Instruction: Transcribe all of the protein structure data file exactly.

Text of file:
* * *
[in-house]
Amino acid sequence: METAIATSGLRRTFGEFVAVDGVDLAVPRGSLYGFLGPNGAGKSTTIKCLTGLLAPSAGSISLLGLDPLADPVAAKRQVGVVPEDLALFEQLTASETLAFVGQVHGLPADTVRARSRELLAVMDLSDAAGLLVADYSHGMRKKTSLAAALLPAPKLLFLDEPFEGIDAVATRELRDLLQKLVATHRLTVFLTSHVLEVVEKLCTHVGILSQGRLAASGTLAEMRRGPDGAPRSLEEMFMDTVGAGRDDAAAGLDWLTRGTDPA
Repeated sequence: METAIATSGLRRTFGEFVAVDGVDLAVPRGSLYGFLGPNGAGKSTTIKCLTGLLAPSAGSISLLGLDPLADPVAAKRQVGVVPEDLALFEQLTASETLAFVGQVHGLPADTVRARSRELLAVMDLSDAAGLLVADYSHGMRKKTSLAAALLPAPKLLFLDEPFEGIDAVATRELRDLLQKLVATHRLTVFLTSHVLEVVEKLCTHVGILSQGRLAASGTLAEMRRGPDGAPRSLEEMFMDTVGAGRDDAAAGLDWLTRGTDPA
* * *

[in-house]
Amino acid sequence: METAIATSGLRRTFGEFVAVDGVDLAVPRGSLYGFLGPNGAGKSTTIKCLTGLLAPSAGSISLLGLDPLADPVAAKRQVGVVPEDLALFEQLTASETLAFVGQVHGLPADTVRARSRELLAVMDLSDAAGLLVADYSHGMRKKTSLAAALLPAPKLLFLDEPFEGIDAVATRELRDLLQKLVATHRLTVFLTSHVLEVVEKLCTHVGILSQGRLAASGTLAEMRRGPDGAPRSLEEMFMDTVGAGRDDAAAGLDWLTRGTDPA
Repeated sequence: METAIATSGLRRTFGEFVAVDGVDLAVPRGSLYGFLGPNGAGKSTTIKCLTGLLAPSAGSISLLGLDPLADPVAAKRQVGVVPEDLALFEQLTASETLAFVGQVHGLPADTVRARSRELLAVMDLSDAAGLLVADYSHGMRKKTSLAAALLPAPKLLFLDEPFEGIDAVATRELRDLLQKLVATHRLTVFLTSHVLEVVEKLCTHVGILSQGRLAASGTLAEMRRGPDGAPRSLEEMFMDTVGAGRDDAAAGLDWLTRGTDPA